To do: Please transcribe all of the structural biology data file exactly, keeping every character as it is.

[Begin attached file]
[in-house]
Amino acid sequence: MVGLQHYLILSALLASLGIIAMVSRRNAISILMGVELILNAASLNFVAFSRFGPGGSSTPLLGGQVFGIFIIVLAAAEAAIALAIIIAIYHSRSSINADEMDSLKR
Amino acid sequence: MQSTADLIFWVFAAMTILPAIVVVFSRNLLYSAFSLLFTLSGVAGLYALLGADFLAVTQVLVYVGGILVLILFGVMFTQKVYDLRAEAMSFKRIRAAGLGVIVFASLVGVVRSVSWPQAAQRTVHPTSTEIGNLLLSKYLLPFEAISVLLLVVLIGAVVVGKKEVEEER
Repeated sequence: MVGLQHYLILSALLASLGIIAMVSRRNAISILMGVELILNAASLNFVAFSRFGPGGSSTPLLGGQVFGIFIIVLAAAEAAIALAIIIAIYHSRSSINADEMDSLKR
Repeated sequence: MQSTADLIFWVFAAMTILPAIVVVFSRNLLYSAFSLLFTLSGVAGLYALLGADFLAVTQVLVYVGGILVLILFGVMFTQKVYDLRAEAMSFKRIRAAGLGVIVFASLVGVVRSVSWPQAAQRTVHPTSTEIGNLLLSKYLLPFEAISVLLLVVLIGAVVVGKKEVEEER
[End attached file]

[in-house]
Amino acid sequence: MVGLQHYLILSALLASLGIIAMVSRRNAISILMGVELILNAASLNFVAFSRFGPGGSSTPLLGGQVFGIFIIVLAAAEAAIALAIIIAIYHSRSSINADEMDSLKR
Amino acid sequence: MQSTADLIFWVFAAMTILPAIVVVFSRNLLYSAFSLLFTLSGVAGLYALLGADFLAVTQVLVYVGGILVLILFGVMFTQKVYDLRAEAMSFKRIRAAGLGVIVFASLVGVVRSVSWPQAAQRTVHPTSTEIGNLLLSKYLLPFEAISVLLLVVLIGAVVVGKKEVEEER
Repeated sequence: MVGLQHYLILSALLASLGIIAMVSRRNAISILMGVELILNAASLNFVAFSRFGPGGSSTPLLGGQVFGIFIIVLAAAEAAIALAIIIAIYHSRSSINADEMDSLKR
Repeated sequence: MQSTADLIFWVFAAMTILPAIVVVFSRNLLYSAFSLLFTLSGVAGLYALLGADFLAVTQVLVYVGGILVLILFGVMFTQKVYDLRAEAMSFKRIRAAGLGVIVFASLVGVVRSVSWPQAAQRTVHPTSTEIGNLLLSKYLLPFEAISVLLLVVLIGAVVVGKKEVEEER